At that moment, the situation’s realness hit me, and I had a rather uninsightful but powerful reminder of why I was on this trip – to problematize the commodification of human life. We are all commodified to some degree. If you’ve held a job, you and your work skills were commodified as labor. But what if you were the object being commodified, if your body was being sold and your choice to be sold for someone else’s pleasure was minimized, even erased? This is the reality that characterizes sex workers’ lives across the world.
Similar to other countries, Thailand’s commercial sex industry preys on the young and vulnerable. Most of those exploited are young women who might exert elements of choice when working in this environment, though “choice” is minimized by poverty, familial and cultural expectations tied to gender and birth order, and limited employment options. Within this matrix of domination, other women are fully controlled as sex slaves, given literally no choice. This industry also victimizes young men and adolescent boys whose choices are manipulated.
Illustrating that males and females can both be feminized (or masculinized), “boy bars” exist catering to wealthier men from predominantly western countries. The males who work in these bars are typically heterosexual but play a more effeminate role to improve their chances of attracting foreign men who pay for their sexual services. In this context, the Asian males, like their female counterparts in the commercial sex industry, are a commodified form of erotica for the privileged western male consumers (see hooks, 1992)….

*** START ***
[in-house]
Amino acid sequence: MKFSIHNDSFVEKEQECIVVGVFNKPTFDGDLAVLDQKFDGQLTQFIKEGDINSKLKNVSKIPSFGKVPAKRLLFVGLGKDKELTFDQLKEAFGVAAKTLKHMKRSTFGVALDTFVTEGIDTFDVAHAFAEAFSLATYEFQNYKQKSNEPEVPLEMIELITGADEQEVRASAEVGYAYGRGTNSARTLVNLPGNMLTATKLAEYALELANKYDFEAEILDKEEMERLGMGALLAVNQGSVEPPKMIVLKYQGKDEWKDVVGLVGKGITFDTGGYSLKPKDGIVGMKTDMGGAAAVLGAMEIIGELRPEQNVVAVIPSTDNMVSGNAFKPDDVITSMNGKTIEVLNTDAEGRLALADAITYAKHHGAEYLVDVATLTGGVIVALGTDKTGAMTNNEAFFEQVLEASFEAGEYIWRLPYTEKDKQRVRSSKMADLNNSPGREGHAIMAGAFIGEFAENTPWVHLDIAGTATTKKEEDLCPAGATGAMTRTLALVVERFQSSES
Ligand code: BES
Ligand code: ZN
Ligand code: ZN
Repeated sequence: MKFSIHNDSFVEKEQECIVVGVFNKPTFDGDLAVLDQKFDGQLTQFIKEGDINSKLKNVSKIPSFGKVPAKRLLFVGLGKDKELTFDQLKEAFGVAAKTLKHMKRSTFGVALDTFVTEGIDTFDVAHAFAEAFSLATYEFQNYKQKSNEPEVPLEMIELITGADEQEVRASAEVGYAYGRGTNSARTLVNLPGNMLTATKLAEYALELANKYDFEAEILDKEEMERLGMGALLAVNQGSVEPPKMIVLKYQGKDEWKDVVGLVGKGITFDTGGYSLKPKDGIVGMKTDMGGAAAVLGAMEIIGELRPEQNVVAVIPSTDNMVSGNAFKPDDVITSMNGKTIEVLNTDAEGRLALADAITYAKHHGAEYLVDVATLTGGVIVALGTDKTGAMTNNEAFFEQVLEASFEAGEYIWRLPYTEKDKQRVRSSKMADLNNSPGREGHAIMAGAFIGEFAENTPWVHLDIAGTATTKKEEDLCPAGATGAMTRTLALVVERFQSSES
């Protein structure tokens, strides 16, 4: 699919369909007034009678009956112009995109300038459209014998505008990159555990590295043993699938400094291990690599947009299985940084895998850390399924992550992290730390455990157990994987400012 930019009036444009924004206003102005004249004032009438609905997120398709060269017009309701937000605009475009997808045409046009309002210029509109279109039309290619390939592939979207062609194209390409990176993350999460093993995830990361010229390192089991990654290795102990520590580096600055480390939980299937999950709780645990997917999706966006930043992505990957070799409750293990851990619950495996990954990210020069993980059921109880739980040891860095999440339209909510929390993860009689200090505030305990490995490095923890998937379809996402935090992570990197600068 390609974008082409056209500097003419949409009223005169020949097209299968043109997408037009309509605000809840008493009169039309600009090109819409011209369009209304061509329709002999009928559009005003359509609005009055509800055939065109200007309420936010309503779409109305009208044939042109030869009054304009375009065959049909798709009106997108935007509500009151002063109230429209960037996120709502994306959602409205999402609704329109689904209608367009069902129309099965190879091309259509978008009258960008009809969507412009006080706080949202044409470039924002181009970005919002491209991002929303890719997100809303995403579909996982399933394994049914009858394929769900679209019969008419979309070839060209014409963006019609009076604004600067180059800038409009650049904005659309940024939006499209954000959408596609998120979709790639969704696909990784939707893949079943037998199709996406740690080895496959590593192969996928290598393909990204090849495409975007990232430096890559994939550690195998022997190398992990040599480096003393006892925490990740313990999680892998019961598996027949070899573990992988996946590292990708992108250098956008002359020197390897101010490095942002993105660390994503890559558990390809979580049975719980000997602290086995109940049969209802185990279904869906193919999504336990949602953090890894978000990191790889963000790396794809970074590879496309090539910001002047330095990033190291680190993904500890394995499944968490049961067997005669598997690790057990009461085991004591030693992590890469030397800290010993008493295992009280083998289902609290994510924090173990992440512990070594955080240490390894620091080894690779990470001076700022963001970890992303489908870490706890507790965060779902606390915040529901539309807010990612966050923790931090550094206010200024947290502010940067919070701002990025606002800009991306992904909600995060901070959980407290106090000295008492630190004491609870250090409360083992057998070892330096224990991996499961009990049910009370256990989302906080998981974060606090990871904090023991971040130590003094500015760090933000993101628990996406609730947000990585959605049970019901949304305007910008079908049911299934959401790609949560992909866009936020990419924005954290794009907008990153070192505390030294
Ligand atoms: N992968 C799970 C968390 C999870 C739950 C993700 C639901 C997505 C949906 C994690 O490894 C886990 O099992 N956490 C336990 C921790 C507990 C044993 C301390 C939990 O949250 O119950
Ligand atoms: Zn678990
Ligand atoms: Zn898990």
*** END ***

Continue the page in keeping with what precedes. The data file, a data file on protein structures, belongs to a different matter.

What would you say if I told you that we socially construct what we think of as a criminal? By that I mean as a society we pick and choose what actions to call crimes and which people to prosecute for those actions. Sounds like some highfalutin sociology mumbo jumbo, right? Well, in this post Nathan Palmer uses the “War on Drugs” to show us how “the criminal” is socially constructed.
Stop reading this for one second and imagine a drug deal between two people you’ve never met before. What did the buyer look like? What did the seller look like? Where did the transaction take place? Got it? Good.
So, in the situation you imagined did the drug buyer know the drug dealer personally or where they strangers? Was the dealer a different race than the buyer? What about class, was one of them rich and the other less so?
If you don’t have first hand experience with drug deals, where did you get the ideas and imagery that popped into your imagination? For many of us, we glean what little we know about drug dealing from the news media and from Hollywood.